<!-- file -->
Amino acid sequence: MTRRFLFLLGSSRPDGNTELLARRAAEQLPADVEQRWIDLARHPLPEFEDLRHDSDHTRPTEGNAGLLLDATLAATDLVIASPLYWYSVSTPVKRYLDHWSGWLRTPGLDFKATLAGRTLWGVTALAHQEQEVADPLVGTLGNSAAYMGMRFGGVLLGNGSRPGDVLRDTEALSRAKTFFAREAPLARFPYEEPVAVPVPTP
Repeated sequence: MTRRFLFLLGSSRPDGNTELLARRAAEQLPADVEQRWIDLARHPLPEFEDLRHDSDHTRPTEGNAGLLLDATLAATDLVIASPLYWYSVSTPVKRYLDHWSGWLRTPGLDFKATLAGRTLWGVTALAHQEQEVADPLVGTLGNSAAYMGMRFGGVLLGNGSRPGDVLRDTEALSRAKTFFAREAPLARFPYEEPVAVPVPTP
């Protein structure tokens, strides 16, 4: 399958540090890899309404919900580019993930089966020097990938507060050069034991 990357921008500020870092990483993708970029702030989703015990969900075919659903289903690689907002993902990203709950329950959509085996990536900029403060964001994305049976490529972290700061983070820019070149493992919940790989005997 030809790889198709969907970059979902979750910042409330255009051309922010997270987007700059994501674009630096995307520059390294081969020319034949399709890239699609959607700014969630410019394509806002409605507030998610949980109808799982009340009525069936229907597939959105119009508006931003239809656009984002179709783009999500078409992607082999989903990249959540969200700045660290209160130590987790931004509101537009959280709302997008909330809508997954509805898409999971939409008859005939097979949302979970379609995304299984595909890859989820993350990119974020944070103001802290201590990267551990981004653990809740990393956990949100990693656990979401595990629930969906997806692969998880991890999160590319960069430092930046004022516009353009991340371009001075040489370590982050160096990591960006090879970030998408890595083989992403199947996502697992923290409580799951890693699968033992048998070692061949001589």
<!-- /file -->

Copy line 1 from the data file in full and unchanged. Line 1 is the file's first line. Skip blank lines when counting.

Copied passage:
Amino acid sequence: MTRRFLFLLGSSRPDGNTELLARRAAEQLPADVEQRWIDLARHPLPEFEDLRHDSDHTRPTEGNAGLLLDATLAATDLVIASPLYWYSVSTPVKRYLDHWSGWLRTPGLDFKATLAGRTLWGVTALAHQEQEVADPLVGTLGNSAAYMGMRFGGVLLGNGSRPGDVLRDTEALSRAKTFFAREAPLARFPYEEPVAVPVPTP